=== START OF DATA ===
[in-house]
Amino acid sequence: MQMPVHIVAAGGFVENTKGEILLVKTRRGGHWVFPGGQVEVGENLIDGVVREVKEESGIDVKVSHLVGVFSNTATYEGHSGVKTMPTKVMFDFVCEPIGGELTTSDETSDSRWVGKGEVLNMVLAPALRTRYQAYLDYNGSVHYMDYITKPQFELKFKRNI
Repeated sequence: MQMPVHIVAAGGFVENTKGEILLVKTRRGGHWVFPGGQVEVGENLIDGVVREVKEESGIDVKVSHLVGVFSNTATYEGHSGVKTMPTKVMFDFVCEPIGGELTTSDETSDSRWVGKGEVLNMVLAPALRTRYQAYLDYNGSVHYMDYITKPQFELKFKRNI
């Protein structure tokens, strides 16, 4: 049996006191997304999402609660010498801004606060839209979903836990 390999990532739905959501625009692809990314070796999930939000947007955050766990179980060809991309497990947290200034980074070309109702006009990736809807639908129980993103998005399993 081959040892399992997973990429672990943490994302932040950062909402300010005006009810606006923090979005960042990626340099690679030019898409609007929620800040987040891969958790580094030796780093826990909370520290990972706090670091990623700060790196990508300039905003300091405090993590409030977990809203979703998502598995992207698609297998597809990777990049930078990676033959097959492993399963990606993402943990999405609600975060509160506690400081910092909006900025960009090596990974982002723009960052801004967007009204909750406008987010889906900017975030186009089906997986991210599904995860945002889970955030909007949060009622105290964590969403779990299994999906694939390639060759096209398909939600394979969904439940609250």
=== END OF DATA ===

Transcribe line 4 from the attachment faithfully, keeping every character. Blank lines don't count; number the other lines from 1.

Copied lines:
């Protein structure tokens, strides 16, 4: 049996006191997304999402609660010498801004606060839209979903836990 390999990532739905959501625009692809990314070796999930939000947007955050766990179980060809991309497990947290200034980074070309109702006009990736809807639908129980993103998005399993 081959040892399992997973990429672990943490994302932040950062909402300010005006009810606006923090979005960042990626340099690679030019898409609007929620800040987040891969958790580094030796780093826990909370520290990972706090670091990623700060790196990508300039905003300091405090993590409030977990809203979703998502598995992207698609297998597809990777990049930078990676033959097959492993399963990606993402943990999405609600975060509160506690400081910092909006900025960009090596990974982002723009960052801004967007009204909750406008987010889906900017975030186009089906997986991210599904995860945002889970955030909007949060009622105290964590969403779990299994999906694939390639060759096209398909939600394979969904439940609250």